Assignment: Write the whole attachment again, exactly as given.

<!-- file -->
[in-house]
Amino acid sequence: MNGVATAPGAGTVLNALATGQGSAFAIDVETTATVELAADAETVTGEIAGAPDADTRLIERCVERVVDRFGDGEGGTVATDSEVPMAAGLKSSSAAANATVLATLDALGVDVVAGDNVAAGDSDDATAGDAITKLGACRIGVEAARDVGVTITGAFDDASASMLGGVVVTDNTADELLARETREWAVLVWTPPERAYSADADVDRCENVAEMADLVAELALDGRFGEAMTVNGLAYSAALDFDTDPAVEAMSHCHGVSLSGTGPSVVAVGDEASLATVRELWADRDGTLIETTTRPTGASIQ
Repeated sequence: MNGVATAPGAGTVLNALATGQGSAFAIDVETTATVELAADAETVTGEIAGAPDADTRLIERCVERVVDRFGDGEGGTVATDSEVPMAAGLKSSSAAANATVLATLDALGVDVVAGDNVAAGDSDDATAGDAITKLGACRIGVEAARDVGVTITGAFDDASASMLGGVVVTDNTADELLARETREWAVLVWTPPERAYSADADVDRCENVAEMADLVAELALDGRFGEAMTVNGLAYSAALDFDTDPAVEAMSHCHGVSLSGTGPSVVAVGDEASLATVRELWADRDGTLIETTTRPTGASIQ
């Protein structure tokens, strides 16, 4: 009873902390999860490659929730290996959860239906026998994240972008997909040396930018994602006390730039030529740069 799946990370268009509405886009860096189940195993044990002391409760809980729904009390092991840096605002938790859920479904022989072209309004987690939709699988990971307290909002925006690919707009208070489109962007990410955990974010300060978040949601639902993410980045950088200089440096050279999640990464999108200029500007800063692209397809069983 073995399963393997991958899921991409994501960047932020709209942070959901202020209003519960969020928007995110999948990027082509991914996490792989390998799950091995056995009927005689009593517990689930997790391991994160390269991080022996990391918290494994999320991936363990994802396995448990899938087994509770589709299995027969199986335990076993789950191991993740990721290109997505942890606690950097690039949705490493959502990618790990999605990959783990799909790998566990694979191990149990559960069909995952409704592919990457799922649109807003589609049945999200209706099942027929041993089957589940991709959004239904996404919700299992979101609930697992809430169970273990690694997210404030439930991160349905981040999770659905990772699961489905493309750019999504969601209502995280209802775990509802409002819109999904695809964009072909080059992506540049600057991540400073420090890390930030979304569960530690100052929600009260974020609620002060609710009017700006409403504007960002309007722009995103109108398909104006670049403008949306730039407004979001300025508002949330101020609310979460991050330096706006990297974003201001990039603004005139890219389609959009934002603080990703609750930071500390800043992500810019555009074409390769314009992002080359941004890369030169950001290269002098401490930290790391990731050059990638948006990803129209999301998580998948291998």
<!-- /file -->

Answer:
[in-house]
Amino acid sequence: MNGVATAPGAGTVLNALATGQGSAFAIDVETTATVELAADAETVTGEIAGAPDADTRLIERCVERVVDRFGDGEGGTVATDSEVPMAAGLKSSSAAANATVLATLDALGVDVVAGDNVAAGDSDDATAGDAITKLGACRIGVEAARDVGVTITGAFDDASASMLGGVVVTDNTADELLARETREWAVLVWTPPERAYSADADVDRCENVAEMADLVAELALDGRFGEAMTVNGLAYSAALDFDTDPAVEAMSHCHGVSLSGTGPSVVAVGDEASLATVRELWADRDGTLIETTTRPTGASIQ
Repeated sequence: MNGVATAPGAGTVLNALATGQGSAFAIDVETTATVELAADAETVTGEIAGAPDADTRLIERCVERVVDRFGDGEGGTVATDSEVPMAAGLKSSSAAANATVLATLDALGVDVVAGDNVAAGDSDDATAGDAITKLGACRIGVEAARDVGVTITGAFDDASASMLGGVVVTDNTADELLARETREWAVLVWTPPERAYSADADVDRCENVAEMADLVAELALDGRFGEAMTVNGLAYSAALDFDTDPAVEAMSHCHGVSLSGTGPSVVAVGDEASLATVRELWADRDGTLIETTTRPTGASIQ
């Protein structure tokens, strides 16, 4: 009873902390999860490659929730290996959860239906026998994240972008997909040396930018994602006390730039030529740069 799946990370268009509405886009860096189940195993044990002391409760809980729904009390092991840096605002938790859920479904022989072209309004987690939709699988990971307290909002925006690919707009208070489109962007990410955990974010300060978040949601639902993410980045950088200089440096050279999640990464999108200029500007800063692209397809069983 073995399963393997991958899921991409994501960047932020709209942070959901202020209003519960969020928007995110999948990027082509991914996490792989390998799950091995056995009927005689009593517990689930997790391991994160390269991080022996990391918290494994999320991936363990994802396995448990899938087994509770589709299995027969199986335990076993789950191991993740990721290109997505942890606690950097690039949705490493959502990618790990999605990959783990799909790998566990694979191990149990559960069909995952409704592919990457799922649109807003589609049945999200209706099942027929041993089957589940991709959004239904996404919700299992979101609930697992809430169970273990690694997210404030439930991160349905981040999770659905990772699961489905493309750019999504969601209502995280209802775990509802409002819109999904695809964009072909080059992506540049600057991540400073420090890390930030979304569960530690100052929600009260974020609620002060609710009017700006409403504007960002309007722009995103109108398909104006670049403008949306730039407004979001300025508002949330101020609310979460991050330096706006990297974003201001990039603004005139890219389609959009934002603080990703609750930071500390800043992500810019555009074409390769314009992002080359941004890369030169950001290269002098401490930290790391990731050059990638948006990803129209999301998580998948291998």